If an error message is received when collecting a payment, this indicates that the payment from the credit card has failed and the order did not process.
Common Error Codes:
- Declined - 30002: DECLINED: This means that the card holder's credit card company has blocked the transaction. Have the client call the 800 number on the back of the card and find out why.
- Declined - RESTRICTED: This means the cardholder has been traveling or has used their card outside of their normal spending habits. This comes directly from the card-issuing bank. Card holder can contact the number on the back of card to find specific details. Cardholder can also confirm with the card-issuing bank if the card can be re-tried or if another payment method should be used.
- 01 Call: This means that the card holder's credit card company has blocked the transaction. Have the client call the 800 number on the back of the card and find out why.
- 12 Decline - Invalid Transaction. Same as 30002
- 14 Card Number Error Account number entered incorrectly (bad swipe or miss typed). Verify account number with customer and re-enter (or re-swipe if card is on hand). Please verify that you are typing in the credit card information correctly and run the transaction again.
- 51 Decline Insufficient funds. They do not have enough money in their account.
- 61 Decline Exceeds issuer withdrawal limit. Card cannot be used until withdrawal limit has been increased/lifted.
If you receive an error code that is not listed, you may search for this code in google.
What is an Authorization Hold?
An authorization hold is just what it sounds like: a hold put on funds, pending authorization. Sometimes known as card authorizations or pre-authorizations (pre-auths), merchants can use authorization holds to temporarily lock the funds for a particular transaction, ensuring they actually get paid for purchases made via credit or debit card. The process is easy to understand, but first a little background is needed.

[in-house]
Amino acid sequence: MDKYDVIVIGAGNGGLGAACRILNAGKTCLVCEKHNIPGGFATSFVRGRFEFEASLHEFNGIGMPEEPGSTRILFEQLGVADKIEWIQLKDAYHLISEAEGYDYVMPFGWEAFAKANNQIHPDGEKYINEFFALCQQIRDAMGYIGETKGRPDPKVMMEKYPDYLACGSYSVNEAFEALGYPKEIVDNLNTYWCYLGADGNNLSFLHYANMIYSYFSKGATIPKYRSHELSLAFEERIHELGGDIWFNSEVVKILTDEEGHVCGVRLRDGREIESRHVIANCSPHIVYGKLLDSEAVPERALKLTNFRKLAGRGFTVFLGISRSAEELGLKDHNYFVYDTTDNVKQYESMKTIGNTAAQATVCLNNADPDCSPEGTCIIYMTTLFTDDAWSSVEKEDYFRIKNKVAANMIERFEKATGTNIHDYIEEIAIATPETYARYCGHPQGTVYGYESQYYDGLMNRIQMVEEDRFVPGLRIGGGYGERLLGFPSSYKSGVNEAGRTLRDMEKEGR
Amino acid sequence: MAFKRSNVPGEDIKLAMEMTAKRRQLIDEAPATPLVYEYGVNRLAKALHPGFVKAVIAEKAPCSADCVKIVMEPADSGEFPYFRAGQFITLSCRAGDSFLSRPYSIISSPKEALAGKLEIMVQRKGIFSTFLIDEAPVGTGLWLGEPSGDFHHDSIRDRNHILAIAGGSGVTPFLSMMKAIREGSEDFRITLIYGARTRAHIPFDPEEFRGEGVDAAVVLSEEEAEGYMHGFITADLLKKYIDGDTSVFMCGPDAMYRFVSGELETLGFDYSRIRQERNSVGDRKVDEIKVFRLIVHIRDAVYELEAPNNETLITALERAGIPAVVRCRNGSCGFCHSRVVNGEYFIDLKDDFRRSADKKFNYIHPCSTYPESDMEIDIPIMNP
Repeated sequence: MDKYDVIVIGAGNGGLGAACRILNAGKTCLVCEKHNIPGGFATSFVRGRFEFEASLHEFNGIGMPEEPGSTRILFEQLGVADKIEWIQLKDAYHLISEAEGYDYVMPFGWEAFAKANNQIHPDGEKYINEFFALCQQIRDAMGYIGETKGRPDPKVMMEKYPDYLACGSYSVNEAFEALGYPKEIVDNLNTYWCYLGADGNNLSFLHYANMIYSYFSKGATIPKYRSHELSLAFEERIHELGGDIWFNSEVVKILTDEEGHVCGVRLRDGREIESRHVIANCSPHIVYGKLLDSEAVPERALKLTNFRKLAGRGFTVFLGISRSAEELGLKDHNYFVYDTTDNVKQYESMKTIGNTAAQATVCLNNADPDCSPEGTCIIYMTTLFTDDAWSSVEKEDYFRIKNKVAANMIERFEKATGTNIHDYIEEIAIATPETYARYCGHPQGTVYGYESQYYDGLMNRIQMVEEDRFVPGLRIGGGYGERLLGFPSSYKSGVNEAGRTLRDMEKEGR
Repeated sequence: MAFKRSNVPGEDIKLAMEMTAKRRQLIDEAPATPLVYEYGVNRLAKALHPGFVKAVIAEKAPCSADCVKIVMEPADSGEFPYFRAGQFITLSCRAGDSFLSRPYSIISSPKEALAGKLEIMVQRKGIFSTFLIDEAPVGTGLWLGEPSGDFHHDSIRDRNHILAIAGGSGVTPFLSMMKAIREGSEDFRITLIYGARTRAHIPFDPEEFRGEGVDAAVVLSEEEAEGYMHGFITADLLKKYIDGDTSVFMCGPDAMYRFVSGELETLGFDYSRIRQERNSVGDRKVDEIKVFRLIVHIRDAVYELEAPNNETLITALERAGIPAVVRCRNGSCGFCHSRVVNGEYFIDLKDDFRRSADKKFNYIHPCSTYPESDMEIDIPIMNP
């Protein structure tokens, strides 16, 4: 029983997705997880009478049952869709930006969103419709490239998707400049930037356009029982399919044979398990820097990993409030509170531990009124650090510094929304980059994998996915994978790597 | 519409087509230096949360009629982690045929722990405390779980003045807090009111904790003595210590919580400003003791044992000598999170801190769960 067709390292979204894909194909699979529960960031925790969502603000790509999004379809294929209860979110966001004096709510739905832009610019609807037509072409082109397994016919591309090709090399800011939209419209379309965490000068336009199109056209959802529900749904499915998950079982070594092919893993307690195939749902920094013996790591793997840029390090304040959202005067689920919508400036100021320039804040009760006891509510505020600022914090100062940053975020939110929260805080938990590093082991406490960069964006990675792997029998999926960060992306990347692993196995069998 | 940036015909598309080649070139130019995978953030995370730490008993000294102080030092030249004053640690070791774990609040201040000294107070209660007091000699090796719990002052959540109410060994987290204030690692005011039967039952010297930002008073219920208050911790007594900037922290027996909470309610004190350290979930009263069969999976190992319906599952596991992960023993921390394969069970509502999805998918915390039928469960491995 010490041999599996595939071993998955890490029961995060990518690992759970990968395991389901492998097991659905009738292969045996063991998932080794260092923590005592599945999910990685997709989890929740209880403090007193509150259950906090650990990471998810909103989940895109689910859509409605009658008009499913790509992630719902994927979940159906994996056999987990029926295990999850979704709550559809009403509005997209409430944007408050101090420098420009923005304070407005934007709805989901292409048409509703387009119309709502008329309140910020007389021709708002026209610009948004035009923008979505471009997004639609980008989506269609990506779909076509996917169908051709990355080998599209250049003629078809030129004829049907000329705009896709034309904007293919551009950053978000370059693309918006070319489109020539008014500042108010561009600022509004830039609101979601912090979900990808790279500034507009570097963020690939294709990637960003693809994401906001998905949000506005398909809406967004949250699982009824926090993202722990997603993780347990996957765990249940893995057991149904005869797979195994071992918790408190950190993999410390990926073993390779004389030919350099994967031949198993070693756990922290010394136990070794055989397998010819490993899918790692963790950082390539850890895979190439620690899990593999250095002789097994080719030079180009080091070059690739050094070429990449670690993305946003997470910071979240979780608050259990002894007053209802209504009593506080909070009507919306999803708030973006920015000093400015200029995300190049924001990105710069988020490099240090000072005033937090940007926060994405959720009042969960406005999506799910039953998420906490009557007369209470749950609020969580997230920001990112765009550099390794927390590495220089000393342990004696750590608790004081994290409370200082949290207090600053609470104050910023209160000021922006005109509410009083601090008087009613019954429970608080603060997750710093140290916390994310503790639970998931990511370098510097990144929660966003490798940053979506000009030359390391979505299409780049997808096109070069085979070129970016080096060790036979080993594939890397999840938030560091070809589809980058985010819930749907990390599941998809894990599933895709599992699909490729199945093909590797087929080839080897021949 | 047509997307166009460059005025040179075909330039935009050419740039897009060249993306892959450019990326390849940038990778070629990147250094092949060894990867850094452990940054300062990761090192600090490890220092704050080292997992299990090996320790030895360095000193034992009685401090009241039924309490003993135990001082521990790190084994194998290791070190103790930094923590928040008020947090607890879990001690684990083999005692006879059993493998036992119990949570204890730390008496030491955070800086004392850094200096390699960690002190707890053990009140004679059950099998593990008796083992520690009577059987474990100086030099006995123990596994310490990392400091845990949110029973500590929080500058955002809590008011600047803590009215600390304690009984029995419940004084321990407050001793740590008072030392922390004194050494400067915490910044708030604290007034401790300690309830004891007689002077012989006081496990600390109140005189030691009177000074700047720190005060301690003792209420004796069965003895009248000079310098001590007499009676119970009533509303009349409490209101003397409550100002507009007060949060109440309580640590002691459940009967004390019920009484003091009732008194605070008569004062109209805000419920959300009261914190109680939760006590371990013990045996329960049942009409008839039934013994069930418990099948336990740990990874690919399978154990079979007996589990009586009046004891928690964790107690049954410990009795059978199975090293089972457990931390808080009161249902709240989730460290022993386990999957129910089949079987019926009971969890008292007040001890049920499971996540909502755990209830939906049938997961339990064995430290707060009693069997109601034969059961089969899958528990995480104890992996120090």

Completing a payment card transaction involves two steps: 1) authorizing the purchase and 2) settling the transaction. The authorization process doesn’t transfer funds from the cardholder to the merchant. It’s simply the bank’s way of telling the merchant that the funds for a purchase exist.
When a customer pays with a credit or debit card, the merchant contacts the cardholder’s issuing bank and requests an authorization code. The bank’s response to the authorization request will tell the merchant how to proceed
How Do Authorization Holds Work?
As noted above, there are some industries that make consistent effective use of pre-auths, primarily hotels and gas stations. Step-by-step, the process works like this:
A payment card is swiped at a gas pump. The issuing bank automatically puts a hold on a predetermined amount of funds or available credit. Once the sale is complete, the transaction is submitted for settling. The temporary hold is released. The final cost of the purchase is transferred from the customer’s account to the merchant. If the process was that immediate, there would be no need for authorization holds. The reality, however, is that the actual transferring of funds only happens after the merchant has submitted a batch of transactions to the acquiring bank, which does not happen until end day after business hours.